Last Updated 9:58 AM, July 06, 2020

Listen, learn and act: The voices of NCAA student-athletes

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Andy Katz talks with all six DI men's basketball coaches in Mississippi about the state's flag
8:11
1:58 pm, July 6, 2020

Lakeland's women's basketball team

1:53 pm, July 6, 2020

Andy Katz talks with all six DI men's basketball coaches in Mississippi about the state's flag

Andy Katz talks with all six DI men's basketball coaches in Mississippi about the state's flag
4:25 pm, July 1, 2020

A conversation with Georgia Tech men's basketball's Malachi Rice and Minnesota wrestling's Gable Steveson

12:31 pm, June 30, 2020
5:24 pm, June 29, 2020
5:17 pm, June 29, 2020
2:06 pm, June 26, 2020
2:04 pm, June 26, 2020

Brandon Johnson of Babson men's basketball

4:05 pm, June 25, 2020

Temple's Aaron McKie, De'Vondre Perry, J.P. Moorman discuss experiences with systemic racism

7:52 pm, June 24, 2020

Courtney Wallace of Nebraska softball

1:00 pm, June 23, 2020
5:23 pm, June 22, 2020

Gilchrist Quansah of Chatam men's lacrosse

5:15 pm, June 22, 2020

Lennette Butler of Gallaudet softball

5:03 pm, June 22, 2020

Coach Nat. St. Laurent of Ohio Northern men's lacrosse

1:20 pm, June 19, 2020

A Juneteenth Q&A with former Colgate star Adonal Foyle

Adonal Foyle.
  • You can read an insightful Q&A with former Colgate star Adonal Foyle here. Foyle was born in Canouan, St. Vincent and the Grenadines, and has a unique perspective on his experiences as a black man from from a country where, in his words, "Many of the people in power and in government in the Caribbean are black like me." Foyle graduated from Colgate with a bachelor’s degree in history and played 13 years in the NBA. He founded Democracy Matters during his pro career, a nonprofit, student organization focused on creating civic-engagement opportunities for young people. 
  • You can read more about the NCAA's recognition of Juneteenth here
12:57 pm, June 19, 2020
12:54 pm, June 19, 2020

Peyton Williams of Kansas State women's basketball

12:53 pm, June 19, 2020

Cheyenne Lindsey of Florida softball

 
 
 
 
 
 
 
 
 
 
 
 
 

Im usually not very personal on social media. You may see pictures of my softball career or little insights mere moments away from the field. I am An Athlete with a platform that many others are not blessed with. It is my duty as an African American woman to use my platform to educate and stand up for what is right. So this is me being personal and open. I am a Black Woman in a sport that does not have much diversity. Everyday I try to set an example so little girls that look like me know that softball can be a sport that they can play. They do not have to run track or play basketball. These are our Implicit Biases that shape they way others think of themselves. We put stigmas and boxes on one another and make it hard to break open those boxes. I have first hand felt the effects of discrimination. Hair is an important part of Black Culture but sometimes we aren’t allowed to fully express ourselves for fear of discrimination. For fear of being a distraction or fear of hearing comments about different hair changes when we wear our natural hair. The slight step sideways when a person sees me walking down the street or the surprise when I speak. I’ve been constantly told “wow you are very articulate” or “you talk white.” What is talking “white?” Because it seems as if me, a Black Woman is not able to assemble eloquent words together to correctly express myself. As if I am expected to speak in broken sentences. As if I am linguistically challenged. To feel as though you cannot fully express your feelings in fear of being labeled as the Angry Black woman. This goes way beyond police brutality. This is about a Country that was built on slavery and oppression, a Country that has failed to acknowledge the effects these events have on minorities. If I do not allow my voice to be heard how can I expect those that want to speak up and make a difference to take initiative. We must not only talk about it but be about it. Change starts with Us.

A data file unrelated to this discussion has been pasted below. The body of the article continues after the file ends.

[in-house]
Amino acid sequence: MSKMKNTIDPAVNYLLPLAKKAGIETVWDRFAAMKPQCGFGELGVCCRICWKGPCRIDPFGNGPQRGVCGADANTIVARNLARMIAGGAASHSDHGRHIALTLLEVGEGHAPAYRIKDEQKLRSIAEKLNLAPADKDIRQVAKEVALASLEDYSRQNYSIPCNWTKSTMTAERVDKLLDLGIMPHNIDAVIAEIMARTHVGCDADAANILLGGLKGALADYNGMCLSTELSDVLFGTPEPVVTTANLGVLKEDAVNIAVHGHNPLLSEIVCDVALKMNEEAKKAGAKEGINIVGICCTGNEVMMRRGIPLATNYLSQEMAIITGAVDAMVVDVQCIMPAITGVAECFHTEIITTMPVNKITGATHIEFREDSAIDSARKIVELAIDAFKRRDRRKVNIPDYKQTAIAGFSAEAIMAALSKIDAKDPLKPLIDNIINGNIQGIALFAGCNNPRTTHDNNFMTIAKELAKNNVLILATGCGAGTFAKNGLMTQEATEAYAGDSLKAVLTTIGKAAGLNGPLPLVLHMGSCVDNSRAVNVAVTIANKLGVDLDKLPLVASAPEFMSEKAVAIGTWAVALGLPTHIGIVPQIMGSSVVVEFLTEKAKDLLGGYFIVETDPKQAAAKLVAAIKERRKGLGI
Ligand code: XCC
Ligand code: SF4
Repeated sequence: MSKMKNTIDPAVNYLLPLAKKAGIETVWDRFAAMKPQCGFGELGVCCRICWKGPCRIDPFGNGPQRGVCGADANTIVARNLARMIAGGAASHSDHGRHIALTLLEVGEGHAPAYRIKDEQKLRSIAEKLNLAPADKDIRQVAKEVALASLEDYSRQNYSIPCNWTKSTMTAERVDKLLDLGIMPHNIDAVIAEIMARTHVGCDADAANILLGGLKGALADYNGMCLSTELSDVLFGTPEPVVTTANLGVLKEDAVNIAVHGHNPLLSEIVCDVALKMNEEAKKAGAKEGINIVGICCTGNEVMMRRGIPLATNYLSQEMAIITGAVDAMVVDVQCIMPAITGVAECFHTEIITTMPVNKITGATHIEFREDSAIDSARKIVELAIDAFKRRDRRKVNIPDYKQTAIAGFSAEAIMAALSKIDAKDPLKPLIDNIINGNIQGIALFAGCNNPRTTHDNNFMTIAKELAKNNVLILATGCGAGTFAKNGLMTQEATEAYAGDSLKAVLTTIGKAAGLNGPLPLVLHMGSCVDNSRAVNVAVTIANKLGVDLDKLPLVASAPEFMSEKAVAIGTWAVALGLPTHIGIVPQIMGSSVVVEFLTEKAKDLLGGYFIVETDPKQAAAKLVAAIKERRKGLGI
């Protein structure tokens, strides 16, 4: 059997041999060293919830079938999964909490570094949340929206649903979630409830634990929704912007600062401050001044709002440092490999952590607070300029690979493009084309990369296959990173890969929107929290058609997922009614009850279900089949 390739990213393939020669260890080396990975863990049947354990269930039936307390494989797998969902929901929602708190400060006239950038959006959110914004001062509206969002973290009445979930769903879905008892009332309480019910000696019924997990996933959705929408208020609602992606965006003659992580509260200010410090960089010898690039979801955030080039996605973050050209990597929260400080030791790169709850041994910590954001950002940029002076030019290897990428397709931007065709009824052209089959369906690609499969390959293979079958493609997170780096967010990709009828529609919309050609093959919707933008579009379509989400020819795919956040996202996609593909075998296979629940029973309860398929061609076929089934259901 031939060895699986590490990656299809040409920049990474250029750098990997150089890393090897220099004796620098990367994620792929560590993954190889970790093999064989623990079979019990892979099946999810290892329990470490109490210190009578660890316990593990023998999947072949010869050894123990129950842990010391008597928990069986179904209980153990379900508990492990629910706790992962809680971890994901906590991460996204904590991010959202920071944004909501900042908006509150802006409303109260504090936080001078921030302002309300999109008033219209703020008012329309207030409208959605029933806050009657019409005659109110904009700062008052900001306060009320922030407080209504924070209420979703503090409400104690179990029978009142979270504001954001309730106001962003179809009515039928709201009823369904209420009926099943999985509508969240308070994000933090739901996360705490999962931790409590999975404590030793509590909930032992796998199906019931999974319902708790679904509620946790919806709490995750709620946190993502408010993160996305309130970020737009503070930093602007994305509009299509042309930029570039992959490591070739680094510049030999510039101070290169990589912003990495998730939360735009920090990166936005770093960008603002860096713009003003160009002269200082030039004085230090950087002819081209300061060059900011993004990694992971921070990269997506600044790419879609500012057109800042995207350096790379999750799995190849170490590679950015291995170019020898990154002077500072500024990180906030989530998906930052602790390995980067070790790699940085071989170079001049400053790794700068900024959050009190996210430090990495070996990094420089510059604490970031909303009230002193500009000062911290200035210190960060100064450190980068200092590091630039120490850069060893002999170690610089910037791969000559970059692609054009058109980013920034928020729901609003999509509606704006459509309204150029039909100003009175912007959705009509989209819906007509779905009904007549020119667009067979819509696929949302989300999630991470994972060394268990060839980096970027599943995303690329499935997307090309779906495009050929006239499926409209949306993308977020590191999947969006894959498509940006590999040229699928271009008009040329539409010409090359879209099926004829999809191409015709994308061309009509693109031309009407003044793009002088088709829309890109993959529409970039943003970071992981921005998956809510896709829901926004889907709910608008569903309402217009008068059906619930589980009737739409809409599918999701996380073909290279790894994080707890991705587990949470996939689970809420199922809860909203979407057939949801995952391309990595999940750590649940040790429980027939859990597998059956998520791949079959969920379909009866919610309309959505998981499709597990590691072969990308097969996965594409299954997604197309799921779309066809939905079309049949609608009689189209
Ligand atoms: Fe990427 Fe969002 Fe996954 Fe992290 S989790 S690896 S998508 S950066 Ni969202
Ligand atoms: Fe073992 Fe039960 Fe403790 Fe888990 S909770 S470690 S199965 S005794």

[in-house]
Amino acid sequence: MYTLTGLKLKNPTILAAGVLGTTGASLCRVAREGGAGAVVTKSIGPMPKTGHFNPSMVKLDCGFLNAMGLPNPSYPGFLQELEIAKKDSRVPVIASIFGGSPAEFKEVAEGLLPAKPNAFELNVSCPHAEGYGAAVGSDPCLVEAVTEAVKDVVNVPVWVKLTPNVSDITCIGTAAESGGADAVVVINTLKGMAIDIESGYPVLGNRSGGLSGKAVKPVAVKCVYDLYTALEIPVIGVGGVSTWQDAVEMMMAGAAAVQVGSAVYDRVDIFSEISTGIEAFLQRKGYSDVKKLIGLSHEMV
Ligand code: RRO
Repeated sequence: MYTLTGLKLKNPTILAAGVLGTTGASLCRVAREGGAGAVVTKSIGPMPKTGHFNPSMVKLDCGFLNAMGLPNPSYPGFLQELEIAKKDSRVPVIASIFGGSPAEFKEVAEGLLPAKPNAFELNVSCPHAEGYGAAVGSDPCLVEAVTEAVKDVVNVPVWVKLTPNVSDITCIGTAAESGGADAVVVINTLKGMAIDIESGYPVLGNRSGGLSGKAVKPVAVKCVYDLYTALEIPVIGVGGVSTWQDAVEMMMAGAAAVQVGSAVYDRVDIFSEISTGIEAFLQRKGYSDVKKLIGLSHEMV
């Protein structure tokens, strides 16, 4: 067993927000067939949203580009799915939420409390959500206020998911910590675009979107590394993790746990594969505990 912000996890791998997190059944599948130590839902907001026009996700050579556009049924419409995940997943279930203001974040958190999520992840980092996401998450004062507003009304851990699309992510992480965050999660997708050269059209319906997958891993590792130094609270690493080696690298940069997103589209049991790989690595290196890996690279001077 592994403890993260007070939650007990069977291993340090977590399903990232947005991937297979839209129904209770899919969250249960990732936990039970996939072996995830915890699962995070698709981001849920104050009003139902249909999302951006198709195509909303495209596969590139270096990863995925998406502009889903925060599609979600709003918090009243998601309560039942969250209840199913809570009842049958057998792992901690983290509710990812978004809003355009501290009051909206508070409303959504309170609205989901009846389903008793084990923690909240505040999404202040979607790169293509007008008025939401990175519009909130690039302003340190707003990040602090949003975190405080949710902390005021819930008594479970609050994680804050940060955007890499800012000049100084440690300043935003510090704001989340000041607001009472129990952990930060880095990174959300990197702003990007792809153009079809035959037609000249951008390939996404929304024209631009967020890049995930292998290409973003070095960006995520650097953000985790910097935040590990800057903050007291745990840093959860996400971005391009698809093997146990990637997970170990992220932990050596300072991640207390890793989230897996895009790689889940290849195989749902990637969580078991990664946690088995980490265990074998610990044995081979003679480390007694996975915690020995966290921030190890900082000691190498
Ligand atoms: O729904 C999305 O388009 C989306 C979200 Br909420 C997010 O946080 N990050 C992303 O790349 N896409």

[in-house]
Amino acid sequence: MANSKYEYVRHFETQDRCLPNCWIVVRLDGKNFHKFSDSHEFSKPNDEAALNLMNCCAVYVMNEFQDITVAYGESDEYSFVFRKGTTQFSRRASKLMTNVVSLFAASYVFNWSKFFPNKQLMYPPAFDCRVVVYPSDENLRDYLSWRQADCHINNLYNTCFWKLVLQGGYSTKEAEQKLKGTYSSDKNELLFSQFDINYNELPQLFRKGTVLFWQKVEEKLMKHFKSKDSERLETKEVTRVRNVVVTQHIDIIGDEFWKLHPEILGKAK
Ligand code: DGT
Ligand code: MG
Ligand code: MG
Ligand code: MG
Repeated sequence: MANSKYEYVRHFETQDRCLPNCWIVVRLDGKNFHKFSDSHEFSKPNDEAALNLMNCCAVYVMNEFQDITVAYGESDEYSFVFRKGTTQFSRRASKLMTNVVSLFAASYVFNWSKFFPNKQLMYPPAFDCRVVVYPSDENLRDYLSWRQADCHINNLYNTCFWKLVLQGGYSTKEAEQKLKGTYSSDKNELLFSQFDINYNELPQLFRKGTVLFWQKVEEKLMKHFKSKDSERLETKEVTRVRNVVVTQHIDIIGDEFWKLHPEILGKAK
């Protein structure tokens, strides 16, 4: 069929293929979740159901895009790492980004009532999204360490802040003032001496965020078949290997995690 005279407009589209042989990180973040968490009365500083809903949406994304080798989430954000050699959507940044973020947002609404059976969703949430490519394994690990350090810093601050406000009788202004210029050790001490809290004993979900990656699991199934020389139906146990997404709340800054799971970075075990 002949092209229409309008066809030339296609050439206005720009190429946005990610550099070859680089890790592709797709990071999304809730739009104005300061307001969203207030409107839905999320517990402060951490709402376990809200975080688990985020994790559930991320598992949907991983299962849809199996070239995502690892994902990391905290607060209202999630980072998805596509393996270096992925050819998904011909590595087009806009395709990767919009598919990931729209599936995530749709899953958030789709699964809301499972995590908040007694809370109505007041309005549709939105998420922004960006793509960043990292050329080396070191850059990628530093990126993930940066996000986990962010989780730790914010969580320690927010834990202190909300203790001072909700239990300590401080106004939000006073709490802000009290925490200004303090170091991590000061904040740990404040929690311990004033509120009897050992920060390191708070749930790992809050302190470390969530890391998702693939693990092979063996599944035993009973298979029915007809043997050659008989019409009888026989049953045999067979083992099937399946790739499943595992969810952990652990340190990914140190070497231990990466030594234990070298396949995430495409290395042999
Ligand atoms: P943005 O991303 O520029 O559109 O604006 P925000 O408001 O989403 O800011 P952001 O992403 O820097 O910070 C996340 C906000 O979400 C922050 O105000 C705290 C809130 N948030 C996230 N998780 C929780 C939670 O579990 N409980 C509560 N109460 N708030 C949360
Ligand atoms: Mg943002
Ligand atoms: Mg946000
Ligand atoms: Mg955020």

A post shared by Cheyenne Lindsey (@chey_lindseyy) on

12:32 pm, June 19, 2020

Jordan Thompson of Cincinnati women's volleyball

12:23 pm, June 19, 2020

Isaiah Ricketts of Canisius men's lacrosse

8:14 pm, June 18, 2020

Ashlynn Dunbar of Oklahoma women's volleyball

8:05 pm, June 18, 2020

Aaliyah Jordan of UCLA softball

8:04 pm, June 18, 2020
6:55 pm, June 18, 2020

Jayden Struble of Northeastern men's hockey